Now I could do my usual deal. Wax poetic about the food, atmosphere, whatever. But I feel like in this case all I have to say is that my survival in college is due solely to Boomer's, that they have awesome food in plentiful amounts for a good price, and that since they're a shady joint next to a laundromat in middle-of-nowhere Worcester, not nearly enough people ever get around to eating there. And that's a fucking shame.
Lately there's been a lot of buzz going around Boston about Guchi's Midnight Ramen. For those not in the know, it's a future restaurant of some sort specializing in late-night ramen. Only it's not open yet. For now, they're keeping themselves busy taunting the unruly masses with small amounts of tickets to limited-time "guest appearances" at other restaurants at midnight. Yes, that's right. A restaurant so meta they don't have an actual restaurant. Anyway... After deciding that we couldn't be arsed to camp the eventbrite website for the tickets, a bunch of friends and I decided to visit another local joint that was also offering late-night ramen, without the crazy tickets-for-admission system.
Uni Sashimi Bar is an extension of Clio, an up-scale restaurant in the Eliot Hotel. It's located in a pseudo-basement alcove of sorts, accessible only by going through Clio. Given the nature (and, of course, the price point) of Clio, most of the people there tend to be dressed nicely--you know, collared shirts and all that. The stark difference between their dress and our motley crew of hoodies and sneakers was apparent as soon as we stepped into Clio. So it was understandable, I suppose, that the staff immediately pegged us for the "late night ramen" crowd... But a small part of me still wanted to snap at the staff that we would be dining at Clio, rack up a huge bill, and leave a penny tip.
We arrived right around opening time, at 11 PM. After about half an hour, we were seated at the bar. Contrary to the vibe that Clio was going for upstairs, Uni tried very hard to evoke a casual, almost "underground" feel. Everything from the oil-stained cardboard menu to the rap music was made to give the impression of a laid-back "ramen joint" that Boston has been sorely needing for a while now.
The first thing that jumped out at me about the menu (aside from its cardboard-and-sharpie nature, I mean) was the prices. $10 for a bowl of ramen was a bit on the high side, but still reasonable, I suppose. $8 for a bun though, was pretty steep. My first thought was that at $8, it'd better either be a pretty fucking big bun.
I ended up going with the duck bun, as I'd already had pork buns up the wazoo previously and I wanted to try something new. It came out on a plate covered by a wet cloth napkin whose purpose I was not clear on. Perhaps there are some extremely messy eaters around, but the buns weren't remotely greasy or hand-dirtying. All the napkin did was lend an air of pretense to the bun, which unfortunately was quite average size. The inside of the bun contained a disappointingly small amount of duck, accompanied by a bit of crispy fried yuba and the standard cucumbers and pickled radishes. The entire thing taken together ended up being a bit too dry; more sauce, perhaps hoisin, or even just a greater amount of duck for the fat and juice, would have done it wonders.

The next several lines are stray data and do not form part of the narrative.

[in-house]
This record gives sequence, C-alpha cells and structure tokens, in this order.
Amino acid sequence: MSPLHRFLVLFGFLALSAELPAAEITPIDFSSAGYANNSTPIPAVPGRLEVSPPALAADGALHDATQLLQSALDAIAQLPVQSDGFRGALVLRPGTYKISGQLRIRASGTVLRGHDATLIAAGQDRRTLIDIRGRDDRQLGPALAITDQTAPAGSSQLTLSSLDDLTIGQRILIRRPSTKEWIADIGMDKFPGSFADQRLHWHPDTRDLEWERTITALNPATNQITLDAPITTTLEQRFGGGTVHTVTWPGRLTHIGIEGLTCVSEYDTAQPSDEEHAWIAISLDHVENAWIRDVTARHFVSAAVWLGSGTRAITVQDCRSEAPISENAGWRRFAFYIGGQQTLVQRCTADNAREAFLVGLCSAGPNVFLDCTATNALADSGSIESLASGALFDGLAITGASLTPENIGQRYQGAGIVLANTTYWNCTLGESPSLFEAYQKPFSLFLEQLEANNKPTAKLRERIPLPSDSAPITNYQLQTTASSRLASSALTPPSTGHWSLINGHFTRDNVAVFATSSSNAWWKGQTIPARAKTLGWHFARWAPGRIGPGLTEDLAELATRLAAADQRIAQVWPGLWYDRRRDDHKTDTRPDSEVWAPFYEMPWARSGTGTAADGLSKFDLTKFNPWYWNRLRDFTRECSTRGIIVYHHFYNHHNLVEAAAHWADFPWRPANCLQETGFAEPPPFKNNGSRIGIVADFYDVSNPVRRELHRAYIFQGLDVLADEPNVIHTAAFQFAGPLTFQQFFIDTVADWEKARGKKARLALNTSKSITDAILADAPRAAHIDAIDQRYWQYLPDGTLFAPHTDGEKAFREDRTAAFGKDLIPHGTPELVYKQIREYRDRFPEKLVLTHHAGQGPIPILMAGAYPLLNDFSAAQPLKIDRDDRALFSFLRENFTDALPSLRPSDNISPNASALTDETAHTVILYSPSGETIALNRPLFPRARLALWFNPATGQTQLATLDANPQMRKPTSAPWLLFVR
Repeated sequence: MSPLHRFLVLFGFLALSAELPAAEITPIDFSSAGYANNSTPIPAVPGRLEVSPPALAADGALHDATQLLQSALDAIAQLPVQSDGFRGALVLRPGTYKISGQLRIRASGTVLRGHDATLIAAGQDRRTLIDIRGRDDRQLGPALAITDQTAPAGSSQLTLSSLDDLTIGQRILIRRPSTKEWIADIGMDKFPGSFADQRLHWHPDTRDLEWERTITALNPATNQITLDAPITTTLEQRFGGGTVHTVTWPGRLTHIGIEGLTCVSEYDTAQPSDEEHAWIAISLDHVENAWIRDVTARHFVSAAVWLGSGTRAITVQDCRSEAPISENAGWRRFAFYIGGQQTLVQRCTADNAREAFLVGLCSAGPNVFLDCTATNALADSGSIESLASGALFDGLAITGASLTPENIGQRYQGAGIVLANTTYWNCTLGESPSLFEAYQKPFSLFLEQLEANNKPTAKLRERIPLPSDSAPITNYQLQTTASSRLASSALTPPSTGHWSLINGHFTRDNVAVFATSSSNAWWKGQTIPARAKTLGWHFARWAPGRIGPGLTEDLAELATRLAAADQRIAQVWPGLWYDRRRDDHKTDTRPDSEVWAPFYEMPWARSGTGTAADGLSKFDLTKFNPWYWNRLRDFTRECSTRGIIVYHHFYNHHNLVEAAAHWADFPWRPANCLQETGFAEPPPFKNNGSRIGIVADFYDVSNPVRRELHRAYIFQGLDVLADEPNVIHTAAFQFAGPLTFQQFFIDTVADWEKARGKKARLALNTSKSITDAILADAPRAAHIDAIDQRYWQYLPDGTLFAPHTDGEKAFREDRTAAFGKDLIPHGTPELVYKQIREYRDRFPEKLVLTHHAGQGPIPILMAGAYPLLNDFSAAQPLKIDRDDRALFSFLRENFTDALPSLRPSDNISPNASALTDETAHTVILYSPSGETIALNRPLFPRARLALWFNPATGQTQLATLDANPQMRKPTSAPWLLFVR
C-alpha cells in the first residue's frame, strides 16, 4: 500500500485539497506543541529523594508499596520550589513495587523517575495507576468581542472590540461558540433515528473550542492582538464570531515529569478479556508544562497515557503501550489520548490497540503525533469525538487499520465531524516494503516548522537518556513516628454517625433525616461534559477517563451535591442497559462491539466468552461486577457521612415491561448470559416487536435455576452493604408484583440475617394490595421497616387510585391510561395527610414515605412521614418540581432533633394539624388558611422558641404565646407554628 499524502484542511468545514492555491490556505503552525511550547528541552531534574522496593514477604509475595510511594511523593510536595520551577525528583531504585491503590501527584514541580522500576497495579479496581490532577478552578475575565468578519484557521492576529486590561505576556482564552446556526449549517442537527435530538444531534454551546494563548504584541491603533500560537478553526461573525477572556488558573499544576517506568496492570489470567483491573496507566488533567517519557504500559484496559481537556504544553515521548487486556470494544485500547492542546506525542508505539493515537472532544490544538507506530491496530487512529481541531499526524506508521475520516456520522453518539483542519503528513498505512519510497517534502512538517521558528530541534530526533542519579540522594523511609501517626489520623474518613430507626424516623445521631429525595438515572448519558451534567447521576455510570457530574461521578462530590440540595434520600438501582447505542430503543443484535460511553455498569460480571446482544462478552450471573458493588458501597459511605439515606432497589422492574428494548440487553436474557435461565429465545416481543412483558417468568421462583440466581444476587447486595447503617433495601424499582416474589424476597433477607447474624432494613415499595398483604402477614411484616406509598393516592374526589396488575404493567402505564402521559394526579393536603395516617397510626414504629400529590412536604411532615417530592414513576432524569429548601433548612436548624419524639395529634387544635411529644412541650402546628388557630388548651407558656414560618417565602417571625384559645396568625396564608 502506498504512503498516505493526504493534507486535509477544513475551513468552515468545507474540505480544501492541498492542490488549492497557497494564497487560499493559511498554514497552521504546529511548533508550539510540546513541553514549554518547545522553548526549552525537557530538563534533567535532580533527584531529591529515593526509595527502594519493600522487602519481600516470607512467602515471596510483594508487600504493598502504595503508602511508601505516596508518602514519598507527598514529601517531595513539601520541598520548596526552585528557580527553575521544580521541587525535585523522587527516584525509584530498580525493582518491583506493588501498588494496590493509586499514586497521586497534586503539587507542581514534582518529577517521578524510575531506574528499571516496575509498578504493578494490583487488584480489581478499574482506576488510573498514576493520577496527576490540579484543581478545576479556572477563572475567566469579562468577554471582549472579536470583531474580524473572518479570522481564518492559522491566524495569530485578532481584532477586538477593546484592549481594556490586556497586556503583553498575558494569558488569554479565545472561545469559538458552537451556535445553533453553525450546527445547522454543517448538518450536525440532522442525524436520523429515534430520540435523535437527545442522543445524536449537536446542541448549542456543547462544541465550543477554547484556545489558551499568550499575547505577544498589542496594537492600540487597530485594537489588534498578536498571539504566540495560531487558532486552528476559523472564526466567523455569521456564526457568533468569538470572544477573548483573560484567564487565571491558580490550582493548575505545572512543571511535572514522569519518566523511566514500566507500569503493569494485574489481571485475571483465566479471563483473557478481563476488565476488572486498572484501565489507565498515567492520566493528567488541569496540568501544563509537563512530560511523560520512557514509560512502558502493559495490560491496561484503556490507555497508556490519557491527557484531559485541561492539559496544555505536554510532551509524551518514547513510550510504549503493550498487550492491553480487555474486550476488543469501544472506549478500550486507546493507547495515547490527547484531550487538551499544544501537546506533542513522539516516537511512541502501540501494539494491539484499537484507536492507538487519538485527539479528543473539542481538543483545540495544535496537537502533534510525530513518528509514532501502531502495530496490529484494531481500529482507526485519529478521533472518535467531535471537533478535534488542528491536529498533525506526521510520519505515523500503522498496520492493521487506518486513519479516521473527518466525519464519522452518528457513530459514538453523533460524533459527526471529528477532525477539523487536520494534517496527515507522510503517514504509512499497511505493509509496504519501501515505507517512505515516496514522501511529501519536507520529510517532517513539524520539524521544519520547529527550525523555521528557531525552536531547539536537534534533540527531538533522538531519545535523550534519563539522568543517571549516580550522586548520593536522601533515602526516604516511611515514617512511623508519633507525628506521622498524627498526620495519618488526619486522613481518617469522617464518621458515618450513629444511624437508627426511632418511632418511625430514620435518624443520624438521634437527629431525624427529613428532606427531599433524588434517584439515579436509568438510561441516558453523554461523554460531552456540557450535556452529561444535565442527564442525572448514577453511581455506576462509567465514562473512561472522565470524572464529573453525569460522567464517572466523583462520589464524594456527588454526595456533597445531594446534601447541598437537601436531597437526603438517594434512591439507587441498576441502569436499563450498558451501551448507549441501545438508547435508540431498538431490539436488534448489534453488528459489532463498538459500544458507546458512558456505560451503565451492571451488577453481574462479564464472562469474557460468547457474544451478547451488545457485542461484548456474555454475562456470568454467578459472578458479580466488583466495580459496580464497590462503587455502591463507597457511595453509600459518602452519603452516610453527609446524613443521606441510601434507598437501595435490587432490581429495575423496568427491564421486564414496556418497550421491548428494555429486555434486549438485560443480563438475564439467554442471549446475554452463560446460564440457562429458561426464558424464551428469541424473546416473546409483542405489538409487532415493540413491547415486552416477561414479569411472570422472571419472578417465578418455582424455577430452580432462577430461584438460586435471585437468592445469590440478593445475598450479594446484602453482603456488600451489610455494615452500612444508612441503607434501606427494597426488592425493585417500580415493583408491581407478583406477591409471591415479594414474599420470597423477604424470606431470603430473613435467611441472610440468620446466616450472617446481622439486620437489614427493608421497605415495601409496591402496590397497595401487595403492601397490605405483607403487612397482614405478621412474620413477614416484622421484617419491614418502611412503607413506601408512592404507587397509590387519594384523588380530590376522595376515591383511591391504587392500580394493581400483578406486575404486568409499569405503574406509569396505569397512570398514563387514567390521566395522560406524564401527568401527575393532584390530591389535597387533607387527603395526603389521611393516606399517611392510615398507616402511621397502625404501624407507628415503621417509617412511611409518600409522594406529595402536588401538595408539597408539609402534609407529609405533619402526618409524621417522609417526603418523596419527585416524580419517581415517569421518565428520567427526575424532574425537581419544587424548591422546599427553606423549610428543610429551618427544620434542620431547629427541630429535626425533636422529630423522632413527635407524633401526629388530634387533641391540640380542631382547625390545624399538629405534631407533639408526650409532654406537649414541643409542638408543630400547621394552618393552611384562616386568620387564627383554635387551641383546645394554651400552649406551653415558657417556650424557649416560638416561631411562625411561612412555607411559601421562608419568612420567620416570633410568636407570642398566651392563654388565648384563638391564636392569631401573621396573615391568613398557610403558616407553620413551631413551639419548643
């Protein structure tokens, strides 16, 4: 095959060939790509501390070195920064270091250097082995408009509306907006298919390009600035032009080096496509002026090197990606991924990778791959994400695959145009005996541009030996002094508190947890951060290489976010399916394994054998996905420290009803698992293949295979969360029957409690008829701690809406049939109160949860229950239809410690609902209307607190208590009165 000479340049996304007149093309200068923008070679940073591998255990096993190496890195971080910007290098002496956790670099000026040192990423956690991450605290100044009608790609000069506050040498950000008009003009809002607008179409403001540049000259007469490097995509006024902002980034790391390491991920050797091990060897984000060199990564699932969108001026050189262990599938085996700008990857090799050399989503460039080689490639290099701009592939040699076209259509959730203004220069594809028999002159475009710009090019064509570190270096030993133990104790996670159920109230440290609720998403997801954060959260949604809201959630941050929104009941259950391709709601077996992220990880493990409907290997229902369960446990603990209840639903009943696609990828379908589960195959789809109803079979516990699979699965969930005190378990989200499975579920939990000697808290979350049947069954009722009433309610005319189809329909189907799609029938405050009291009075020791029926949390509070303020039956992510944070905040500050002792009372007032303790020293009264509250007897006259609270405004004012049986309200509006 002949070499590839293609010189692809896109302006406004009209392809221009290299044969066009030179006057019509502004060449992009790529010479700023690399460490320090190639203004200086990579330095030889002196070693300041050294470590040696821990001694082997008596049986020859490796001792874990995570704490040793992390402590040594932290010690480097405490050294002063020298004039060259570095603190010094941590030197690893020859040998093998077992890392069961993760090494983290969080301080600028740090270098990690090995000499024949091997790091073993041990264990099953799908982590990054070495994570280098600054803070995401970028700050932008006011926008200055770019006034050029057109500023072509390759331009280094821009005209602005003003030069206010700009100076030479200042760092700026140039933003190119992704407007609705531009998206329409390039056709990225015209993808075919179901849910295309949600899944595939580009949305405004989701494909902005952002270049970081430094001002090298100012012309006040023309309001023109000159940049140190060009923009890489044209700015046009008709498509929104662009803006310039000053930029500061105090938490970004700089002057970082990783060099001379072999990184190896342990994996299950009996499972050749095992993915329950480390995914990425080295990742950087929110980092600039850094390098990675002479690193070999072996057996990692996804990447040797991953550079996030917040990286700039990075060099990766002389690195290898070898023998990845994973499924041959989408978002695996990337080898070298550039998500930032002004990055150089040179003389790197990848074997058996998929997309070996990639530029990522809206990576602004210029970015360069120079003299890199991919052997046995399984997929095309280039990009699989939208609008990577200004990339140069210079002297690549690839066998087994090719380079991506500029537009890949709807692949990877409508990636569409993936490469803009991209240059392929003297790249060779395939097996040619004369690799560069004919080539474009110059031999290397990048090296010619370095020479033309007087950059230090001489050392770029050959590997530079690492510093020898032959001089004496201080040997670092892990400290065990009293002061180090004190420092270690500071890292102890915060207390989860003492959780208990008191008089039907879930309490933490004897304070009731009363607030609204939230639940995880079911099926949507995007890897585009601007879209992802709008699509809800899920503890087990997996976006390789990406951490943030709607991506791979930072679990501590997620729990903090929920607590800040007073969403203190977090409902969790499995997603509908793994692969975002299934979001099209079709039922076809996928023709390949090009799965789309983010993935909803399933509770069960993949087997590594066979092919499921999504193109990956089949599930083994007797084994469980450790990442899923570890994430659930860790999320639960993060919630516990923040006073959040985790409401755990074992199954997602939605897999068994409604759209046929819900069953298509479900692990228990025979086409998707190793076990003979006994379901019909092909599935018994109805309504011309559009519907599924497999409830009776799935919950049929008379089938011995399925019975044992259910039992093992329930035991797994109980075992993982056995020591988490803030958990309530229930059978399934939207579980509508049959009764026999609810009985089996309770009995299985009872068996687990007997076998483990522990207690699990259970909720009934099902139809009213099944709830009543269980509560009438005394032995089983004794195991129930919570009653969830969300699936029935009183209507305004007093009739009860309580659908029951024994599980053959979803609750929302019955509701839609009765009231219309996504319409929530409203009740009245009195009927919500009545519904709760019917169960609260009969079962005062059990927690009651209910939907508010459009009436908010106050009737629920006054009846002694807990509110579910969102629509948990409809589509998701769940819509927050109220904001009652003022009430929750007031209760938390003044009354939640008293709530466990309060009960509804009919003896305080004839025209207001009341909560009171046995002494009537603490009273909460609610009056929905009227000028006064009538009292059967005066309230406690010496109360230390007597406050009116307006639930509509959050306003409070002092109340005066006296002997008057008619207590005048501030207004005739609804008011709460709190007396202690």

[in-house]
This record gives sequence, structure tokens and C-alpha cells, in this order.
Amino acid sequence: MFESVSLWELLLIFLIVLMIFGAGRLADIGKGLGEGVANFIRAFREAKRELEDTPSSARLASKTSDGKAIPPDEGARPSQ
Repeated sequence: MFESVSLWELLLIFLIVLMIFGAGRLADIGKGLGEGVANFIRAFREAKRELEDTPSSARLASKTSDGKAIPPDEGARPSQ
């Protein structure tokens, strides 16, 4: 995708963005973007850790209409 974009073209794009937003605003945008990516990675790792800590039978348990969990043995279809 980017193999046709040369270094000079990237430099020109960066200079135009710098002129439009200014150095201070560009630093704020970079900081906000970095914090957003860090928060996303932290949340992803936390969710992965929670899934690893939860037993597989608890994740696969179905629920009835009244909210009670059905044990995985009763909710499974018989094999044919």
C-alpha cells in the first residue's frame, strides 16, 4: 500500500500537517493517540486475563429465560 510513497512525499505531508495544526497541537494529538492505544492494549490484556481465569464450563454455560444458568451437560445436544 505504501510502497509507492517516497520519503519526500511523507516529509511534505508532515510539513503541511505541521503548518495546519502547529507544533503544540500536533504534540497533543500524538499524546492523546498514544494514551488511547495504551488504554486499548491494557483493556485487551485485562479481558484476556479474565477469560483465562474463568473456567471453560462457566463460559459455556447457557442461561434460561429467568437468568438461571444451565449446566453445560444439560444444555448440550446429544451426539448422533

This was followed by a bowl of the Traditional Ramen. Though it isn't mentioned in the menu, there was a good bit of chili in with the pork, which lent a nice punch to the whole thing, especially when mixed with the broth. The broth also had a good amount of body from a taste that I found familiar but couldn't really peg until I googled "uni late night ramen" and found out that it was a hunk of parmesan. While untraditional, it was still quite delicious and something that I will definitely have to play with myself in the future. Unfortunately the bowl was quite small--especially for $10. The amount of noodles and broth included amounted to barely a few mouthfuls, and to be honest I felt a bit cheated. If I'd known about the portion size, I would have ordered two bowls ahead of time. (In the interest of full disclosure, I'm prone to some pretty big fat-attacks, so I guess it's possible this portioning is appropriate for your average midnight Joe, even though I've definitely seen bigger for cheaper.)
On the bright side, the ramen came with an onsen egg--an egg that is slow poached in its shell at something around 160, 170F for an extended period of time to simulate cooking an egg in a Japanese hot spring. The result is softer and more velvety than a traditional poached egg, and eating it here made me wish again that I had the equipment to make this reliably.
Unfortunately it all went to hell with dessert. The ice cream sandwiches were like macarons--tiny, highly priced, slightly pretentious. However, when it came to taste, these did not compare. The cookies were hard enough to decapitate someone with, and the result was that the entire thing was incredibly hard to eat. Trying to bite through the cookie properly only resulted in the ice cream squishing out and getting everywhere. I guess that teaches me not to get dessert at a ramen bar.
Don't get me wrong. I liked the food at Uni. The problem I have with them is they can't seem to decide what they want to be. The decor and general atmosphere are definitely pushing the casual-ramen-joint-people-visit-after-work--the cheap, delicious place that people can visit at late hours after a hard day. And I admit when I was attacking my ice cream cookie with Puff Daddy in the background, I almost bought it. But that illusion was shattered when the bill came, roughly $50 for 2 buns, 2 bowls of ramen, and 2 small cookies. Granted that includes tips and taxes, but we did not have anything to drink at all--I imagine the people who like sake will end up paying much more than that. I liked Uni's food, but I probably won't go with any sort of regularity until they stop it with the pretentious desserts and the bad price/value ratio, especially on the buns--I don't want to be That Guy, but even Momofuku Noodle Bar has similarly sized buns for $6 a pop, and they're in fucking New York.